‘To try and – as the government seems to be doing – solve the problem by just thinking about supply is ludicrous in my view,’ says Kuzemko. She adds that while the plan offers some potential upsides in terms of decarbonisation and energy security, it ‘doesn’t do anything for affordability’.
In a statement published online, several energy experts from the University of Sussex described the focus on supply rather than reducing energy demand as ‘a huge missed opportunity to deliver immediate assistance to families suffering under the cost-of-living crisis’.
Notably, given the current high price of energy, the government’s plan includes no real push for more onshore wind, despite this offering the cheapest electricity. But there is a significant commitment to nuclear power with plans to build eight new nuclear reactors. Nuclear facilities are expensive, long-term projects and critics have pointed to the difficulties surrounding the Hinkley Point C reactor – currently nine years behind schedule and billions of pounds overbudget – to illustrate concerns around reliance on atomic power.
‘The nuclear thing to me is concerning in terms of affordability. It just is an extraordinarily expensive form of electricity,’ says Kuzemko. She points out that while the cost of electricity from nuclear plants is estimated to be roughly double that of onshore wind, these calculations don’t fully account for the costs of decommissioning. Current figures put the cost of decommissioning the UK’s existing nuclear power infrastructure at more than £130 billion over the next 120 years, although Kuzemko notes that these estimates continue to rise. ‘It’s even more expensive than we already think it is,’ she says. ‘Why would you link the UK consumer long term to that burden of electricity costs? I just don’t understand it.’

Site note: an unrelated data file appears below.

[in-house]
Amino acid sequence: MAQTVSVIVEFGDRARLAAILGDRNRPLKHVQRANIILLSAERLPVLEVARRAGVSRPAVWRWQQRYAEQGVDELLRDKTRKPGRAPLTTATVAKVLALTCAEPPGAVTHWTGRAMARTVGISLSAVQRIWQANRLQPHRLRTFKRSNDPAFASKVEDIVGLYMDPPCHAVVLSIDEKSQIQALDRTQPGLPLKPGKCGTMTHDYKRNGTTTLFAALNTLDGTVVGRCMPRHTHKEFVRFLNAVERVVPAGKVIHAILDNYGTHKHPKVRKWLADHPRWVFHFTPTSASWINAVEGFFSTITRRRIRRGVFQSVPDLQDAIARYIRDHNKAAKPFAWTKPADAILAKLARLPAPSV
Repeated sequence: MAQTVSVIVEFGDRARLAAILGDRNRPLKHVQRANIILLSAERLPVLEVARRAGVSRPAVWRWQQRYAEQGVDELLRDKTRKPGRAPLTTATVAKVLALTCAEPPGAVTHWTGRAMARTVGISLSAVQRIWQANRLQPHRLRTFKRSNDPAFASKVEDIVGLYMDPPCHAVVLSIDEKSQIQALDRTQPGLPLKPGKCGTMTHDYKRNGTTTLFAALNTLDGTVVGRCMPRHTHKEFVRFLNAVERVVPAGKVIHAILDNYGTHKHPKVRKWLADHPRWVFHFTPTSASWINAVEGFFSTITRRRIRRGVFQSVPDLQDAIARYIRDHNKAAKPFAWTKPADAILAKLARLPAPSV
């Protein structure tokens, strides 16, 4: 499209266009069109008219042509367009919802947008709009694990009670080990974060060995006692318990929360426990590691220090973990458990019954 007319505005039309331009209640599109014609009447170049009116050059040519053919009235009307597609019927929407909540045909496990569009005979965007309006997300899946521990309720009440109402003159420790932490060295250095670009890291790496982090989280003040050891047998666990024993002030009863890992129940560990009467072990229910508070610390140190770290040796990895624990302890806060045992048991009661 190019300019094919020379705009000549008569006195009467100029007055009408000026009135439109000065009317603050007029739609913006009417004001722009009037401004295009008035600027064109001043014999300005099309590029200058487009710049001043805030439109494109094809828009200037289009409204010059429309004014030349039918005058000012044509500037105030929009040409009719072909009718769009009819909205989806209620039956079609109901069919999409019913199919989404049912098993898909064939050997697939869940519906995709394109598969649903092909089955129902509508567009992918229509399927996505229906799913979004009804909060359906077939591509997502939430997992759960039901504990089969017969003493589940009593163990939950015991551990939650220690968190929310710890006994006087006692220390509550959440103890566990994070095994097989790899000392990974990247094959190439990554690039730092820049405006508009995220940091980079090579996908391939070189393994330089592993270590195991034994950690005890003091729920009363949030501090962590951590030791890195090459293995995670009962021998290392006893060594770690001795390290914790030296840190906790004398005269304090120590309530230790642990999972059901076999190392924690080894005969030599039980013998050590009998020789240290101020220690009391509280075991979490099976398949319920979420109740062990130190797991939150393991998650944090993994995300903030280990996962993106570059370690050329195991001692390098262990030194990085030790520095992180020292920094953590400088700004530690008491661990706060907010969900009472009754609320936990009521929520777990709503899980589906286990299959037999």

The UK government’s proposals on fracking and North Sea oil and gas extraction have also raised alarm bells, coming just three days after the Intergovernmental Panel on Climate Change (IPCC) released its ‘now or never’ report on limiting global warming to 1.5°C. Scientists estimate that to meet the 1.5°C goal, nearly 60% of the world’s current oil and gas reserves must remain in the ground, meaning that new projects are difficult to justify.
‘The British energy security strategy’s focus is on fixing energy supply and committing the UK to expensive and polluting long-term options like nuclear and more fossil fuel exploration,’ said University of Sussex energy policy researcher Mari Martiskainen. ‘The IPCC reported that now is the last time to act to avoid catastrophic climate crisis. Pushing for more North Sea fossil fuel exploration would lock us into fossil fuels, which are getting more and more expensive, for years to come.’
‘The point is that the 1.5°C is a global thing – it’s not a UK thing. And the UK absolutely should be reaching its targets because it’s a historic emitter. And it’s a rich country,’ says Kuzemko. ‘And if it can’t face up to really important questions like how to get rid of embedded fossil fuels like gas – if they can’t face up to that with the institutions that they have and the resources that they have, then how on earth can you be telling somewhere else in the world to do so?’